You may have heard a lot lately about Instagram, but it’s not the only photo manipulation application out there. PCMag.com recently wrote about 10 Awesome Alternatives to Instagram:
Instagram isn’t the only app out there that can rewind your photos 40 years; there’s a slew of apps for both iPhone and Android that can do the same things—and, in some cases, even more. Many of the apps even work in tandem with Instagram, offering an arsenal of filters and effects for your photo-editing pleasure, and then allow you to export your photo to share on Instagram. Though not all of the apps are free, they’re definitely worth the price of your morning coffee.
The Developing Room is a working group devoted to the study and practice of photography. Founded in 2008, the Developing Room is based at Rutgers, the State University of New Jersey. Our mission is to promote innovative work in the field of photography studies by organizing public projects and fostering international collaboration.
Click here for more information about this group.
Photojojo is now selling magnetic fisheye, macro/wide angle, and telephoto lenses for cell phones. These lenses attach via a small adhesive magnetic ring and work with both the iPhone 3 and iPhone 4 (even leaving room for the flash). The lenses should also work with other camera-equipped cell phones, including the Android. All three lenses sell together for $49.00.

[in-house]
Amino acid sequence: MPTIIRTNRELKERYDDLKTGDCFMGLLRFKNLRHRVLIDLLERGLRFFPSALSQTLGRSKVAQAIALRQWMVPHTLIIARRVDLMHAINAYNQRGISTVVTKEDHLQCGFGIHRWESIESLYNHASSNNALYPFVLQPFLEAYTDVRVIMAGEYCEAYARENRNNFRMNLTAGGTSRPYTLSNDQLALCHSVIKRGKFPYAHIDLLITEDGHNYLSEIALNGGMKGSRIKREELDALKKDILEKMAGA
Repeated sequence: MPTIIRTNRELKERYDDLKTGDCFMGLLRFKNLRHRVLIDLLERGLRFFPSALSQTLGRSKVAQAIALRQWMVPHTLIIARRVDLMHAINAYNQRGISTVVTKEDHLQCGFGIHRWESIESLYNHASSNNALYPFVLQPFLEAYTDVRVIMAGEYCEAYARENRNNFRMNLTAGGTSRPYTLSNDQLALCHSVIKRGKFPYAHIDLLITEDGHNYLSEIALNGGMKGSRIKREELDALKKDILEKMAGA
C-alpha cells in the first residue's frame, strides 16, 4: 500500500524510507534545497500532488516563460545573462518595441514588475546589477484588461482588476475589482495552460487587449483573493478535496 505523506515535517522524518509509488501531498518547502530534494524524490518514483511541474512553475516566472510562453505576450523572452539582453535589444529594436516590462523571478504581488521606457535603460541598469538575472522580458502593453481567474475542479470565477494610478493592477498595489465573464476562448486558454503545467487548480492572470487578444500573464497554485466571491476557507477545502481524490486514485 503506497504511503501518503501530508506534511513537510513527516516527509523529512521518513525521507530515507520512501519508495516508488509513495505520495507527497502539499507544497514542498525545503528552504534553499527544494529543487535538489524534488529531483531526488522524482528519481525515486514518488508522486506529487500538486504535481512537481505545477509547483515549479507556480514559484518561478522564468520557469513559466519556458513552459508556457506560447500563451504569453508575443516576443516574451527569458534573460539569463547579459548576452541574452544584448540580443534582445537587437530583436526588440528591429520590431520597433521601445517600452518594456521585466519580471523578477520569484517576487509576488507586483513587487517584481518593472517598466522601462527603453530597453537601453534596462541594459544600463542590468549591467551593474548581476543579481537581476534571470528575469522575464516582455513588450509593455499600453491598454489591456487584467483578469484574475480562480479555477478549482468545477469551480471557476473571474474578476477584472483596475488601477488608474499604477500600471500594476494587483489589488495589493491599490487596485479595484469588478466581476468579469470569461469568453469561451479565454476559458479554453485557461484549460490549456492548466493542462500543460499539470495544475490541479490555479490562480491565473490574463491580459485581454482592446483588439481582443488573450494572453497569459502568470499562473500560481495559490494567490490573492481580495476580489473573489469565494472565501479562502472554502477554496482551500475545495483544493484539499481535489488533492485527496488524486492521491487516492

The New York Times recently began posting digitized photographs from their “morgue” (or archive) on Tumblr, including the reverse sides with notes from the photographers, notes about how the photograph was used, captions, and more.
We’re eager to share historical riches that have been locked away from public view, and have been awaiting a platform like Tumblr that makes it easy to do so. We hope you’ll enjoy the serendipity of discovery, that you’ll know something of the thrill we feel when we unlock the door of the morgue and walk into a treasure house made of filing cabinets, index cards, manila folders and more 8-by-10s than anyone can count.
A diagram of possibilities for deciphering the reverse-side notes can be found here (near the bottom of the page). Creators of the project plan to post several photographs on Tumblr every week.